U.S. Beef: Some Facts
The American Institute in Taiwan would like to take this opportunity to clarify for the Taiwan public some basic facts about U.S. beef.
- According to the U.S. Department of Agriculture, consumption of beef in the United States was estimated to be a record 12.7 million metric tons in 2005. U.S. beef consumption is forecast to expand an additional 3 percent in 2006. Based on these statistics, Americans consume about 30 kilograms of beef per person per year. These consumption figures demonstrate the high degree of confidence American consumers have in the safety of U.S. beef.
- In recent weeks, Korea, Hong Kong and Singapore have all announced the re-opening of their markets to U.S. beef. These decisions are based on risk assessments carried out by animal health and food safety experts and a thorough evaluation of U.S. BSE safeguard measures. To date, nearly 100 countries around the world permit the import of U.S. beef. In 2005, the United States exported an estimated 285,000 tons of beef to markets around the world. With the recent opening of markets in Asia, U.S. beef exports are forecast to increase nearly 50 percent in 2006. Demand for U.S. beef by consumers outside the United States is another demonstration of confidence in the safety of U.S. beef.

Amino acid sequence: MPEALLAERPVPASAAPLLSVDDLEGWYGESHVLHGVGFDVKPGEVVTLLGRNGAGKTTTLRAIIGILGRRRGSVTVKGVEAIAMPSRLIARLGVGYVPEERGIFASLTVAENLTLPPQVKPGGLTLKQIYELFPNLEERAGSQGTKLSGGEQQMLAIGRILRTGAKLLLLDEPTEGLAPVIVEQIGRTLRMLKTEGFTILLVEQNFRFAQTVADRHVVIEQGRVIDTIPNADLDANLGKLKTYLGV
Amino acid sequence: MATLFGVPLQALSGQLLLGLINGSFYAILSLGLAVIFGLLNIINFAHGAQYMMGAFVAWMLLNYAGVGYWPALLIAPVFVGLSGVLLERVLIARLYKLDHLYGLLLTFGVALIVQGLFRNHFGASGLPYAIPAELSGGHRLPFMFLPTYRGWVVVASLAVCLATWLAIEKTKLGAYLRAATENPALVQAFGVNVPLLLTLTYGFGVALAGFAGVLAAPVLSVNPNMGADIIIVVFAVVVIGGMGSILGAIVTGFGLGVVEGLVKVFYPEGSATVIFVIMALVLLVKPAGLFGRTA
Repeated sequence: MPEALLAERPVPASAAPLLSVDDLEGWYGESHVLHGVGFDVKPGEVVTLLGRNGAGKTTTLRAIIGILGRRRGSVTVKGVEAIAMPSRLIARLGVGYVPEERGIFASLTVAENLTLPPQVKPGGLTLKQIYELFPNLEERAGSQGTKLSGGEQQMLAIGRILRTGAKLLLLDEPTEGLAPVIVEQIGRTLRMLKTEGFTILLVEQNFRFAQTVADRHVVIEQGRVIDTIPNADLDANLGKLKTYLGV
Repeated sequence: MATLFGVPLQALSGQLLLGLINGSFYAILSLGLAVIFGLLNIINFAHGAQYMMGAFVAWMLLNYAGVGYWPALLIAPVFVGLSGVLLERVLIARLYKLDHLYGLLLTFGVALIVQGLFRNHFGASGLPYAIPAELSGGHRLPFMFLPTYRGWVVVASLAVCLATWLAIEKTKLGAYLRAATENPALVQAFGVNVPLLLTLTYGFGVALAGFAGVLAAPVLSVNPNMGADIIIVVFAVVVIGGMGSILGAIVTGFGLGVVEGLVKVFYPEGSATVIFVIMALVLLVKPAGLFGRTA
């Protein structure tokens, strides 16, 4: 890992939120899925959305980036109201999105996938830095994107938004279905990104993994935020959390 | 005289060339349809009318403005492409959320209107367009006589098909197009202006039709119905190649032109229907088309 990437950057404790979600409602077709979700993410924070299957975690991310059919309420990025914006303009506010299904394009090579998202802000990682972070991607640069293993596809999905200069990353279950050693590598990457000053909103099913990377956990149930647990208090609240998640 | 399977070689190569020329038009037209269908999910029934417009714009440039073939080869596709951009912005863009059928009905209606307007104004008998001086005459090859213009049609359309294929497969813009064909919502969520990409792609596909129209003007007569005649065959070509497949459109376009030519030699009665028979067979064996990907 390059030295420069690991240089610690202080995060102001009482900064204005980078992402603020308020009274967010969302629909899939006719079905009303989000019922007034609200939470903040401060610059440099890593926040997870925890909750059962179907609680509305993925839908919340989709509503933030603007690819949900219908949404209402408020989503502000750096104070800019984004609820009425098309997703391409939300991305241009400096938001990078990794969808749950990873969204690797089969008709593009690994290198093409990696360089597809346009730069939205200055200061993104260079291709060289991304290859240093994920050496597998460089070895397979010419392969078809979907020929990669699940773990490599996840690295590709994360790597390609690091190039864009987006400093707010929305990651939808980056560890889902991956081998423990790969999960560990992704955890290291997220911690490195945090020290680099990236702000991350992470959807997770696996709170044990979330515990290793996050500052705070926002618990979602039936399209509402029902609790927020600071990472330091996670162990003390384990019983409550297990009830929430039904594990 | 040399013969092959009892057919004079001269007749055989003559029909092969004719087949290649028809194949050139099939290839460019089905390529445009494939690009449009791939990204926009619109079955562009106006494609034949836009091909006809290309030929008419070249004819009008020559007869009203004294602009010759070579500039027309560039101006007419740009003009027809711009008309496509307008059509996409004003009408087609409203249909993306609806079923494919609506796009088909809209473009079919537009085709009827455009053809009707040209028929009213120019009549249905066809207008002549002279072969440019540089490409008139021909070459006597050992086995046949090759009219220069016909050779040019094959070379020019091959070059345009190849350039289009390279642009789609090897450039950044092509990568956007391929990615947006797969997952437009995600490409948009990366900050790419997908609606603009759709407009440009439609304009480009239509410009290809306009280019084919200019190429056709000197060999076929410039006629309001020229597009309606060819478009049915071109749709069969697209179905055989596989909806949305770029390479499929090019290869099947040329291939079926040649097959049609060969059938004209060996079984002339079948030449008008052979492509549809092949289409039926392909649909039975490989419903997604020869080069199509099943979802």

- The World Trade Organization's standard setting body for animal health, the World Animal Health Organization (OIE), announced in May 2005 that boneless beef from cattle under thirty months of age with the removal of specified risk materials was safe to consume regardless of the BSE status of the exporting country. The OIE guidelines are based on a careful assessment of BSE risks and food safety by an international group of scientists and experts. Singapore, Korea, and Hong Kong, which have no reported BSE cases, also followed these OIE guidelines in making their decision to resume imports of U.S. beef.